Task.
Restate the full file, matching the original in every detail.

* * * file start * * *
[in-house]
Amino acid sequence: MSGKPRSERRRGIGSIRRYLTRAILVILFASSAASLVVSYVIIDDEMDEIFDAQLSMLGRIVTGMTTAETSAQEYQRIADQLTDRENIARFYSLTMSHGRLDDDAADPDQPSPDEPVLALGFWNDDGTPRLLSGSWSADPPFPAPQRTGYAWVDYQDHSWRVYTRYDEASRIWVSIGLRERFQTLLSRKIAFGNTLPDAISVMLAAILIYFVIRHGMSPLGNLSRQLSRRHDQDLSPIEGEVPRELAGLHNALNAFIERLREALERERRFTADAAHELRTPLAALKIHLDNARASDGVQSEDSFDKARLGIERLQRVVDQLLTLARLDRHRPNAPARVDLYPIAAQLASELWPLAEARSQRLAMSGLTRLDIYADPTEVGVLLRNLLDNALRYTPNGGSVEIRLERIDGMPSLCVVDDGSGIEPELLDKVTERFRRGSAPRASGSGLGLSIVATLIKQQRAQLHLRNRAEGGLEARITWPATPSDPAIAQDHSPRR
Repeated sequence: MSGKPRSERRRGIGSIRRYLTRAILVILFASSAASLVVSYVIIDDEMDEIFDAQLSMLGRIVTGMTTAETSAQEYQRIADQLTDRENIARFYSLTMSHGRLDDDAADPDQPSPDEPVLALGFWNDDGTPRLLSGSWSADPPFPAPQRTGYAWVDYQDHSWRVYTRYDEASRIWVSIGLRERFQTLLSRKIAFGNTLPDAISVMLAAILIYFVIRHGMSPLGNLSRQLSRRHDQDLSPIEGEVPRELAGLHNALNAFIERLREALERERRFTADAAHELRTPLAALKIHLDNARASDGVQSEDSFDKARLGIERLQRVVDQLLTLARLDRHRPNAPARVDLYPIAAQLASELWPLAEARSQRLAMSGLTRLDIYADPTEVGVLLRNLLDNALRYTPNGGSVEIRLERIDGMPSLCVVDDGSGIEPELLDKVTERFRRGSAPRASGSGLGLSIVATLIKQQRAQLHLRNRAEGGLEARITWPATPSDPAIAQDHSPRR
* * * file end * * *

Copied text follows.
[in-house]
Amino acid sequence: MSGKPRSERRRGIGSIRRYLTRAILVILFASSAASLVVSYVIIDDEMDEIFDAQLSMLGRIVTGMTTAETSAQEYQRIADQLTDRENIARFYSLTMSHGRLDDDAADPDQPSPDEPVLALGFWNDDGTPRLLSGSWSADPPFPAPQRTGYAWVDYQDHSWRVYTRYDEASRIWVSIGLRERFQTLLSRKIAFGNTLPDAISVMLAAILIYFVIRHGMSPLGNLSRQLSRRHDQDLSPIEGEVPRELAGLHNALNAFIERLREALERERRFTADAAHELRTPLAALKIHLDNARASDGVQSEDSFDKARLGIERLQRVVDQLLTLARLDRHRPNAPARVDLYPIAAQLASELWPLAEARSQRLAMSGLTRLDIYADPTEVGVLLRNLLDNALRYTPNGGSVEIRLERIDGMPSLCVVDDGSGIEPELLDKVTERFRRGSAPRASGSGLGLSIVATLIKQQRAQLHLRNRAEGGLEARITWPATPSDPAIAQDHSPRR
Repeated sequence: MSGKPRSERRRGIGSIRRYLTRAILVILFASSAASLVVSYVIIDDEMDEIFDAQLSMLGRIVTGMTTAETSAQEYQRIADQLTDRENIARFYSLTMSHGRLDDDAADPDQPSPDEPVLALGFWNDDGTPRLLSGSWSADPPFPAPQRTGYAWVDYQDHSWRVYTRYDEASRIWVSIGLRERFQTLLSRKIAFGNTLPDAISVMLAAILIYFVIRHGMSPLGNLSRQLSRRHDQDLSPIEGEVPRELAGLHNALNAFIERLREALERERRFTADAAHELRTPLAALKIHLDNARASDGVQSEDSFDKARLGIERLQRVVDQLLTLARLDRHRPNAPARVDLYPIAAQLASELWPLAEARSQRLAMSGLTRLDIYADPTEVGVLLRNLLDNALRYTPNGGSVEIRLERIDGMPSLCVVDDGSGIEPELLDKVTERFRRGSAPRASGSGLGLSIVATLIKQQRAQLHLRNRAEGGLEARITWPATPSDPAIAQDHSPRR